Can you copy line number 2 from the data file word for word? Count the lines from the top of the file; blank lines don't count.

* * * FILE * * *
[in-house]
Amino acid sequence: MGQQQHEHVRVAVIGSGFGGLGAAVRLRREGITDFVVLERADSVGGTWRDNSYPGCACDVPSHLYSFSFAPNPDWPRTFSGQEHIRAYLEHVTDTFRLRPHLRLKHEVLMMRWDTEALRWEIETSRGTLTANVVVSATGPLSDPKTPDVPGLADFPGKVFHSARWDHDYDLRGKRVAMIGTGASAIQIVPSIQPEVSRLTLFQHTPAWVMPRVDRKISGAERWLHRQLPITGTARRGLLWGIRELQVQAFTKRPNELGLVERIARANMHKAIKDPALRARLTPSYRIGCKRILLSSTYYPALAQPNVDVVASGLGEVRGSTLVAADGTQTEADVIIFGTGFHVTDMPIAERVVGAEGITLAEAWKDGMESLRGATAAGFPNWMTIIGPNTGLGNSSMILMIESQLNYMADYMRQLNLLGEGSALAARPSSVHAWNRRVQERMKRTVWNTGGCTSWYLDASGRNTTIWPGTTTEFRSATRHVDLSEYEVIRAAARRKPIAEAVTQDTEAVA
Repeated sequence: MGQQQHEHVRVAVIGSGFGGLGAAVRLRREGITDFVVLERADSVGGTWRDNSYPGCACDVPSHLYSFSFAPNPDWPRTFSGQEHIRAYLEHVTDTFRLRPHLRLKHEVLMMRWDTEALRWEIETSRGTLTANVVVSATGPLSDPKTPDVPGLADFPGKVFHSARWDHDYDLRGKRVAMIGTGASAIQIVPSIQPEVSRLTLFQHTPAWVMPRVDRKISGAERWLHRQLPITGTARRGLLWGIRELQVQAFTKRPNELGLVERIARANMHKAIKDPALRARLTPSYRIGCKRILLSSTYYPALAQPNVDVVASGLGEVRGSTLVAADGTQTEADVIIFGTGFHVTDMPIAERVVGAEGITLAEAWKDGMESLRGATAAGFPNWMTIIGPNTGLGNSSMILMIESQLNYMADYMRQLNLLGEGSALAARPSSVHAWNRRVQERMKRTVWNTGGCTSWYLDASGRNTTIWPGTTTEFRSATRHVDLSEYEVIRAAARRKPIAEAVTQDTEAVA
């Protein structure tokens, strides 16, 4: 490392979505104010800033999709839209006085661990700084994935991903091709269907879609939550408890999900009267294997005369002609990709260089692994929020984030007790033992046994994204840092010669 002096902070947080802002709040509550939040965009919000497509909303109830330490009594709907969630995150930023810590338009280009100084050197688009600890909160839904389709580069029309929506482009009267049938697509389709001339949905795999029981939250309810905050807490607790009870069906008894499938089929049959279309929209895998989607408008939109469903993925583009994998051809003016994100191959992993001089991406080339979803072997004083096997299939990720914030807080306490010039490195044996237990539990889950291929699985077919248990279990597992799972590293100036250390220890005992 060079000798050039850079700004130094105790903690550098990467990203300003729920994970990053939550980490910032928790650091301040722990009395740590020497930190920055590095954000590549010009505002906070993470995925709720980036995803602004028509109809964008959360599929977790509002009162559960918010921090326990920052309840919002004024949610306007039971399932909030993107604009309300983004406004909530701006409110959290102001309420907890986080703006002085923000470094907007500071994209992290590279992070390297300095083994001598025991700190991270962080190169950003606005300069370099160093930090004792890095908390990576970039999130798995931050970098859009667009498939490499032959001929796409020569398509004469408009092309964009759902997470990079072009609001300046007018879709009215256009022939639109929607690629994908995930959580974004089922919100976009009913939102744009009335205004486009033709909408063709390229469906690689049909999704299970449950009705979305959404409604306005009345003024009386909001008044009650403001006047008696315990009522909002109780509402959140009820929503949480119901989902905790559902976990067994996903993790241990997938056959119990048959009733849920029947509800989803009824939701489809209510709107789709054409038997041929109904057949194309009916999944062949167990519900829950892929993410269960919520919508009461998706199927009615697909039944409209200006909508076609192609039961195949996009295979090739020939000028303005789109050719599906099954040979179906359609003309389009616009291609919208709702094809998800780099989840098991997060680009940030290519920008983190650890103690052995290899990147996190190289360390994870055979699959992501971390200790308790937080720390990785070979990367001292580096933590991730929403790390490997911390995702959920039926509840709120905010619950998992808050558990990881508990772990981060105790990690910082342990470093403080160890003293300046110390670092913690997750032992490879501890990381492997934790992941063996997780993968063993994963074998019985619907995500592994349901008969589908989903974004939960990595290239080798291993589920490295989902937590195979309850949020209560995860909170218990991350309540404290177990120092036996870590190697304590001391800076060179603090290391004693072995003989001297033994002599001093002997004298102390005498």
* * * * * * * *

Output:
Amino acid sequence: MGQQQHEHVRVAVIGSGFGGLGAAVRLRREGITDFVVLERADSVGGTWRDNSYPGCACDVPSHLYSFSFAPNPDWPRTFSGQEHIRAYLEHVTDTFRLRPHLRLKHEVLMMRWDTEALRWEIETSRGTLTANVVVSATGPLSDPKTPDVPGLADFPGKVFHSARWDHDYDLRGKRVAMIGTGASAIQIVPSIQPEVSRLTLFQHTPAWVMPRVDRKISGAERWLHRQLPITGTARRGLLWGIRELQVQAFTKRPNELGLVERIARANMHKAIKDPALRARLTPSYRIGCKRILLSSTYYPALAQPNVDVVASGLGEVRGSTLVAADGTQTEADVIIFGTGFHVTDMPIAERVVGAEGITLAEAWKDGMESLRGATAAGFPNWMTIIGPNTGLGNSSMILMIESQLNYMADYMRQLNLLGEGSALAARPSSVHAWNRRVQERMKRTVWNTGGCTSWYLDASGRNTTIWPGTTTEFRSATRHVDLSEYEVIRAAARRKPIAEAVTQDTEAVA